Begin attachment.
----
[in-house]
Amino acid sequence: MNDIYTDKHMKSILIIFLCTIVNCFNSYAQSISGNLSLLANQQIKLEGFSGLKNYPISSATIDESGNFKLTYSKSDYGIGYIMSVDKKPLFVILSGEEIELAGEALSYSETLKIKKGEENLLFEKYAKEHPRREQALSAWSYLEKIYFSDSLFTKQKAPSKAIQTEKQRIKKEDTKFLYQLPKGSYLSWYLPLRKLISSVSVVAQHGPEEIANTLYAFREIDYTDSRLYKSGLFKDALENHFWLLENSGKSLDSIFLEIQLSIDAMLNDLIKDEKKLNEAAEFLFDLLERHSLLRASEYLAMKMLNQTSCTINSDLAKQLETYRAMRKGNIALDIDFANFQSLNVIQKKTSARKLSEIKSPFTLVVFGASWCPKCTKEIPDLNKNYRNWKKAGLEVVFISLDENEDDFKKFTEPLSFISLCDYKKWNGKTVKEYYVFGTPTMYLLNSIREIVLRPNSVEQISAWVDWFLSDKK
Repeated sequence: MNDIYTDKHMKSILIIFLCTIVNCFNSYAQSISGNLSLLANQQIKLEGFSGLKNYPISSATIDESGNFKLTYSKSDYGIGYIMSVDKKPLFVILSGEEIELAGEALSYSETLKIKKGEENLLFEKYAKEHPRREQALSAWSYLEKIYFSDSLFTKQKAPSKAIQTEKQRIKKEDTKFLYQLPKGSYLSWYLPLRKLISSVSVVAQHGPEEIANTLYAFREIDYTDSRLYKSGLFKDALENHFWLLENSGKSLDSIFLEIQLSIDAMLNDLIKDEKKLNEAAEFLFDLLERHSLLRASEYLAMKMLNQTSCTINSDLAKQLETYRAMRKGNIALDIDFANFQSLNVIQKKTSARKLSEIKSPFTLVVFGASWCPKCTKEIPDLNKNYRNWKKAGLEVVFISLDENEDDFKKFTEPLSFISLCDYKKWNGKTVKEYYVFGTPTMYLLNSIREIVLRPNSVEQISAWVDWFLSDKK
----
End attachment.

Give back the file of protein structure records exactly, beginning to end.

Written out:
[in-house]
Amino acid sequence: MNDIYTDKHMKSILIIFLCTIVNCFNSYAQSISGNLSLLANQQIKLEGFSGLKNYPISSATIDESGNFKLTYSKSDYGIGYIMSVDKKPLFVILSGEEIELAGEALSYSETLKIKKGEENLLFEKYAKEHPRREQALSAWSYLEKIYFSDSLFTKQKAPSKAIQTEKQRIKKEDTKFLYQLPKGSYLSWYLPLRKLISSVSVVAQHGPEEIANTLYAFREIDYTDSRLYKSGLFKDALENHFWLLENSGKSLDSIFLEIQLSIDAMLNDLIKDEKKLNEAAEFLFDLLERHSLLRASEYLAMKMLNQTSCTINSDLAKQLETYRAMRKGNIALDIDFANFQSLNVIQKKTSARKLSEIKSPFTLVVFGASWCPKCTKEIPDLNKNYRNWKKAGLEVVFISLDENEDDFKKFTEPLSFISLCDYKKWNGKTVKEYYVFGTPTMYLLNSIREIVLRPNSVEQISAWVDWFLSDKK
Repeated sequence: MNDIYTDKHMKSILIIFLCTIVNCFNSYAQSISGNLSLLANQQIKLEGFSGLKNYPISSATIDESGNFKLTYSKSDYGIGYIMSVDKKPLFVILSGEEIELAGEALSYSETLKIKKGEENLLFEKYAKEHPRREQALSAWSYLEKIYFSDSLFTKQKAPSKAIQTEKQRIKKEDTKFLYQLPKGSYLSWYLPLRKLISSVSVVAQHGPEEIANTLYAFREIDYTDSRLYKSGLFKDALENHFWLLENSGKSLDSIFLEIQLSIDAMLNDLIKDEKKLNEAAEFLFDLLERHSLLRASEYLAMKMLNQTSCTINSDLAKQLETYRAMRKGNIALDIDFANFQSLNVIQKKTSARKLSEIKSPFTLVVFGASWCPKCTKEIPDLNKNYRNWKKAGLEVVFISLDENEDDFKKFTEPLSFISLCDYKKWNGKTVKEYYVFGTPTMYLLNSIREIVLRPNSVEQISAWVDWFLSDKK